The revue provided Jones with a comfortable income, reportedly in excess of $20,000 per year. She led the company with reassurance of a forty-week season that would give her a sustainable income, guaranteed lodging in a well-appointed and stylish Pullman car, and the ability to sing opera and operetta excerpts in the final section of the show.[5] She was the highest paid African-American performer of her time,[5] remaining the star of the Famous Troubadours for around two decades while they toured each season and established their popularity in the principal cities of the United States and Canada.[6][7] The company Troubadours made an important statement about the capabilities of black performers[5] to its predominantly white audiences[2] showing that there were diverse artist genres and styles besides minstrelsy.[5] Their eventual fame and international tours collected many audiences,[6] and several members of the troupe, such as Bert Williams, went on to become famous.[1] In April 1908, at the Avenue Theatre in Louisville, Kentucky where segregated seating was still prevalent, her rendition of "My Old Kentucky Home" was well-received by a primarily white audience, resulting in “the first time that a colored performer received a bouquet at the theatre in [the city of St. Louis]."[6] The troupe also performed many times in the new theaters with black owners such as the Howard in Washington, D.C.[2] Shows for the troupe included A Trip to Africa (1909 and 1910), In the Jungles (1911 and 1912), Captain Jaspar (1912 and 1913) and Lucky Sam from Alabam (1914 and 1915). She did not participate fully in the 1913–1914 season due to illness, and the following year the company disbanded. Her final two performances were at the Grand Theater in Chicago and the Lafayette Theater in New York City in October 1915, promising her audiences that she would return.[2] Jones retired from performing in 1915.[6]


W.C. Handy edited a songbook in 1944 which included a song about her; the book is called Unsung Americans Sung.[20] In the 1967 book Black Magic by Milton Meltzer and Langston Hughes, she was described as a "stunning woman with a beautiful voice".[20] Jones was also written about in Olio, which is a book of poetry written by Tyehimba Jess that was released in 2016.[21] That book won the 2017 Pulitzer Prize for Poetry.[22]

As of 2003, several dresses from her early stage career were maintained by the Rhode Island Heritage Society.[23] As of 2013, the Rhode Island Black Heritage Society was seeking funds to restore a performance dress worn by Jones in the 1890s, after the yellow silk and embroidered gown deteriorated. Her restored wedding gown at the time was on display at the John Brown House Museum in Providence.[24]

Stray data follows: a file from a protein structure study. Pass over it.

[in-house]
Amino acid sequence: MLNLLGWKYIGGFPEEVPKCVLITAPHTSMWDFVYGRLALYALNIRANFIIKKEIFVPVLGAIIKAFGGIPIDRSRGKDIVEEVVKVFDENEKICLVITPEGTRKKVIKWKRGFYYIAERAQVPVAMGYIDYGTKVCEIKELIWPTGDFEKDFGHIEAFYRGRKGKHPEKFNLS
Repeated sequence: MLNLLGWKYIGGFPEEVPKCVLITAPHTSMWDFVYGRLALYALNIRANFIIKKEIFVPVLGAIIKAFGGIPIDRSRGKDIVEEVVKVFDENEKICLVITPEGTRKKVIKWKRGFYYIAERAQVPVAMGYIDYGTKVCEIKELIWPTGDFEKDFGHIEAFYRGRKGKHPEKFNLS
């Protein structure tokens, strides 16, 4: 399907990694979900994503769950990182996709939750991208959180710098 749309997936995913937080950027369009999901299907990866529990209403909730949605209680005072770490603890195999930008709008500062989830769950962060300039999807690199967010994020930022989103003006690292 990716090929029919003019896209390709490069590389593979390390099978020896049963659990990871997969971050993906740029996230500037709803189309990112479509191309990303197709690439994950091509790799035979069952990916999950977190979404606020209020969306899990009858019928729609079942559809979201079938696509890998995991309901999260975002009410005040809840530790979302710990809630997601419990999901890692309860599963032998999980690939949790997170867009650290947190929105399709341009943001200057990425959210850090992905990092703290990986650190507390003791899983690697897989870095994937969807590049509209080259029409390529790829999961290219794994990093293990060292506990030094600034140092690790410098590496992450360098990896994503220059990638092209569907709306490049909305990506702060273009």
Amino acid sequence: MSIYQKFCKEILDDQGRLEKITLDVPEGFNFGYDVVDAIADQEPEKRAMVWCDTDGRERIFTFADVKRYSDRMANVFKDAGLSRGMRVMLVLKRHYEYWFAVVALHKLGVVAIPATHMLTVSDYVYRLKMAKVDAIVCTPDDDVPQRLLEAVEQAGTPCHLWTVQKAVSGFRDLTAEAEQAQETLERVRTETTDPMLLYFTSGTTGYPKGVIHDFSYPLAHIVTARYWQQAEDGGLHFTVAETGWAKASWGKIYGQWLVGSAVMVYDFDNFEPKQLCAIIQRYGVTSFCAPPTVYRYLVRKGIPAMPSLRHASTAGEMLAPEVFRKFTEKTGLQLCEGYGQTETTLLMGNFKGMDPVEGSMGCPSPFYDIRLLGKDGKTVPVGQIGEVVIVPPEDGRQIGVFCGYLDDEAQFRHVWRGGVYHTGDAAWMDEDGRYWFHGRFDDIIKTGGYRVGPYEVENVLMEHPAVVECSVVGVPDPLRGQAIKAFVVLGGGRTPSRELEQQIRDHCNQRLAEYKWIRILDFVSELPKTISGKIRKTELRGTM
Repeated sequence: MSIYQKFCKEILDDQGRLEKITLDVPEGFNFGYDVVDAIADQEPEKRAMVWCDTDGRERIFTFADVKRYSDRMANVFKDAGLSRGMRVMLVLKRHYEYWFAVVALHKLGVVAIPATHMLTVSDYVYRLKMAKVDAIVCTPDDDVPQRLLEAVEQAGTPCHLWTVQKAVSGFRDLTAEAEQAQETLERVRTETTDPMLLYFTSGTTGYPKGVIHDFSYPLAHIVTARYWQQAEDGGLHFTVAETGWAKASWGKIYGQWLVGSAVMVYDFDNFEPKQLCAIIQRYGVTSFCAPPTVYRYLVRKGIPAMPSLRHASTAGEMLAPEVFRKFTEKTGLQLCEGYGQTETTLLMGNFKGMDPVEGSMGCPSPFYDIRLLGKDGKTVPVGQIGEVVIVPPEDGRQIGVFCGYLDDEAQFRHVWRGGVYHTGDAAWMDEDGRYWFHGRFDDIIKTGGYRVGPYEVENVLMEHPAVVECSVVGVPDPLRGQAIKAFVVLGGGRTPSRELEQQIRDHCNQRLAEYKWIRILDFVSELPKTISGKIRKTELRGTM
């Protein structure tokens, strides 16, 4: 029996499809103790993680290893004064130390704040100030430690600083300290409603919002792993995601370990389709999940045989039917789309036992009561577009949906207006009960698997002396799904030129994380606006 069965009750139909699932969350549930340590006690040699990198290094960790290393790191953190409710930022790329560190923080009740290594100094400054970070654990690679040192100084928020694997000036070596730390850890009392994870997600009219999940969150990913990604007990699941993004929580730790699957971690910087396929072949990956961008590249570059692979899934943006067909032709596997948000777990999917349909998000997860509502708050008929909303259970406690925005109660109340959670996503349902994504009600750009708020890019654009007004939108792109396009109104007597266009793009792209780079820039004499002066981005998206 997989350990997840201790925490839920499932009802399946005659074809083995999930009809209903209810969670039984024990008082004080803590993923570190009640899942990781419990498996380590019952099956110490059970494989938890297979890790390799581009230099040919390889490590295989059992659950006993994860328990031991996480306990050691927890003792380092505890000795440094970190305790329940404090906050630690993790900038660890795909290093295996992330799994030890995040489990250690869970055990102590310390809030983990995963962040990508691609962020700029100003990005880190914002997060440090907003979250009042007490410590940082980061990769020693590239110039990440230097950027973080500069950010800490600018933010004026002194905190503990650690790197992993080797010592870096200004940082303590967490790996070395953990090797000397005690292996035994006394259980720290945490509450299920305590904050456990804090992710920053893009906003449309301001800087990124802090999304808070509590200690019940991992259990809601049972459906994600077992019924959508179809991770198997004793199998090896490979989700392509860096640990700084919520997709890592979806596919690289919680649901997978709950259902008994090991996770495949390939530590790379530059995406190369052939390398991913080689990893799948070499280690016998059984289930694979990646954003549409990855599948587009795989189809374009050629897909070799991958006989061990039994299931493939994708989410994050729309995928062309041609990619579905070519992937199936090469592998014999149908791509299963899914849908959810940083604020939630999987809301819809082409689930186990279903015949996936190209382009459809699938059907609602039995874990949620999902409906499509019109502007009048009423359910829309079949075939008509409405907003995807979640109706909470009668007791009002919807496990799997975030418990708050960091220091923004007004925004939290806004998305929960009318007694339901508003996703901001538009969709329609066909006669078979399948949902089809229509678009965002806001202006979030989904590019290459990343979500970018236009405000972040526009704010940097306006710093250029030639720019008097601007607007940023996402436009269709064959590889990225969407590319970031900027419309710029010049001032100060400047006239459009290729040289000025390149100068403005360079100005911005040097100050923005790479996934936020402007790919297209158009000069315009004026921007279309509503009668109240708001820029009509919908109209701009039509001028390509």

A plaque marks the area where Jones' home stood on Wheaton Street on Providence's East Side

A biography of Jones by Maureen Lee, titled Sissieretta Jones: The Greatest Singer of her Race, was published in May 2012.[23] The research for the book was partly based on a scrapbook of Jones which was on display at Howard University.[23] At the same time, a plaque honoring Jones was erected near the location of Jones' home on the East Side of Providence.[23]

In 2013 Jones was inducted into the Rhode Island Music Hall of Fame.[8]

In 2018, the New York Times published a belated obituary for her.[20]

Personal life[edit]

In 1883 she married David Richard Jones, a news dealer and hotel bellman,[1] when she was 14 years old. He served as her first manager.[9] She filed for divorce in 1898, citing his drunkenness and lack of support.[2] She divorced him in 1899 for his misuse of their money and gambling.[9] In 1915 her mother fell ill, so Jones retired from performing and moved back to Rhode Island to take care of her.[6] She devoted the remainder of her life to her church and to caring for her mother,[1][2] also taking in homeless children[2] and caring for her two adopted children.[9] She lived off her holdings for a number of years, but was eventually[23] forced to sell most of her property to survive,[1][2] including most of her medals and jewels and three of her four houses.[2] In her final years, the president of the local NAACP chapter helped pay her taxes and water bill, and provided her family with coal and wood.[2]

Jones' headstone in Grace Church Cemetery